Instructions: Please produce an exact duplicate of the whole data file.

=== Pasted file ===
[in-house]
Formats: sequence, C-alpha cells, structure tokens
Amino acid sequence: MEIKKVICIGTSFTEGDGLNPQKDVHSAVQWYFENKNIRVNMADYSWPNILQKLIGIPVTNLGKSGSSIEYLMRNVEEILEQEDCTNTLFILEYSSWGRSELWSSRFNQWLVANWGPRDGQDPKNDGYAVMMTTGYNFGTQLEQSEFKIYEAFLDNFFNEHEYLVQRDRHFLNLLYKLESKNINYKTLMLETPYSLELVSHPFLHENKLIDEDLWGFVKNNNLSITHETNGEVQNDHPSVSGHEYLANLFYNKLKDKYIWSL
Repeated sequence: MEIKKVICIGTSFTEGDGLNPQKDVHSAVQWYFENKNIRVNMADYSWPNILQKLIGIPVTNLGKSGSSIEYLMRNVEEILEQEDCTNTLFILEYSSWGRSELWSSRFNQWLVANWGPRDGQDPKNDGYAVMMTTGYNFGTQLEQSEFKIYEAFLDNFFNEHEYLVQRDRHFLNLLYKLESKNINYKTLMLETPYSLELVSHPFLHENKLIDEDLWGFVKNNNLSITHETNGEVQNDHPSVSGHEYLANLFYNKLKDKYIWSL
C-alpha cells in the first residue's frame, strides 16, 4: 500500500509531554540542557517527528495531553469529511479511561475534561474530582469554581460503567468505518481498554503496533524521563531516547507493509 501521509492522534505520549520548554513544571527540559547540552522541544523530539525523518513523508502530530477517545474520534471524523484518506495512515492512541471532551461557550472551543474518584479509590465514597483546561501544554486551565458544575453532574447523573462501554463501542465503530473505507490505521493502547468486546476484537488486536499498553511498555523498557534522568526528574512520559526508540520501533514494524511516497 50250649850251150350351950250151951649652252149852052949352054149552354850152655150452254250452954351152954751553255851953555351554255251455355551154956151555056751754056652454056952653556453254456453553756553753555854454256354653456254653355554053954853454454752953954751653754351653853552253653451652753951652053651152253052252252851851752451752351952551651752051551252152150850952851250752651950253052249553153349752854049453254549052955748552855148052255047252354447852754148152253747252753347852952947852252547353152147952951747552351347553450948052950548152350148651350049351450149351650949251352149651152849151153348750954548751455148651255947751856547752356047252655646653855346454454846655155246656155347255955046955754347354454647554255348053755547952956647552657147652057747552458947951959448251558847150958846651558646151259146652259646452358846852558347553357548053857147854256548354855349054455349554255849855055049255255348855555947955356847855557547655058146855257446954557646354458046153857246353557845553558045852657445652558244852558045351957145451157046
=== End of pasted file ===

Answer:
[in-house]
Formats: sequence, C-alpha cells, structure tokens
Amino acid sequence: MEIKKVICIGTSFTEGDGLNPQKDVHSAVQWYFENKNIRVNMADYSWPNILQKLIGIPVTNLGKSGSSIEYLMRNVEEILEQEDCTNTLFILEYSSWGRSELWSSRFNQWLVANWGPRDGQDPKNDGYAVMMTTGYNFGTQLEQSEFKIYEAFLDNFFNEHEYLVQRDRHFLNLLYKLESKNINYKTLMLETPYSLELVSHPFLHENKLIDEDLWGFVKNNNLSITHETNGEVQNDHPSVSGHEYLANLFYNKLKDKYIWSL
Repeated sequence: MEIKKVICIGTSFTEGDGLNPQKDVHSAVQWYFENKNIRVNMADYSWPNILQKLIGIPVTNLGKSGSSIEYLMRNVEEILEQEDCTNTLFILEYSSWGRSELWSSRFNQWLVANWGPRDGQDPKNDGYAVMMTTGYNFGTQLEQSEFKIYEAFLDNFFNEHEYLVQRDRHFLNLLYKLESKNINYKTLMLETPYSLELVSHPFLHENKLIDEDLWGFVKNNNLSITHETNGEVQNDHPSVSGHEYLANLFYNKLKDKYIWSL
C-alpha cells in the first residue's frame, strides 16, 4: 500500500509531554540542557517527528495531553469529511479511561475534561474530582469554581460503567468505518481498554503496533524521563531516547507493509 501521509492522534505520549520548554513544571527540559547540552522541544523530539525523518513523508502530530477517545474520534471524523484518506495512515492512541471532551461557550472551543474518584479509590465514597483546561501544554486551565458544575453532574447523573462501554463501542465503530473505507490505521493502547468486546476484537488486536499498553511498555523498557534522568526528574512520559526508540520501533514494524511516497 50250649850251150350351950250151951649652252149852052949352054149552354850152655150452254250452954351152954751553255851953555351554255251455355551154956151555056751754056652454056952653556453254456453553756553753555854454256354653456254653355554053954853454454752953954751653754351653853552253653451652753951652053651152253052252252851851752451752351952551651752051551252152150850952851250752651950253052249553153349752854049453254549052955748552855148052255047252354447852754148152253747252753347852952947852252547353152147952951747552351347553450948052950548152350148651350049351450149351650949251352149651152849151153348750954548751455148651255947751856547752356047252655646653855346454454846655155246656155347255955046955754347354454647554255348053755547952956647552657147652057747552458947951959448251558847150958846651558646151259146652259646452358846852558347553357548053857147854256548354855349054455349554255849855055049255255348855555947955356847855557547655058146855257446954557646354458046153857246353557845553558045852657445652558244852558045351957145451157046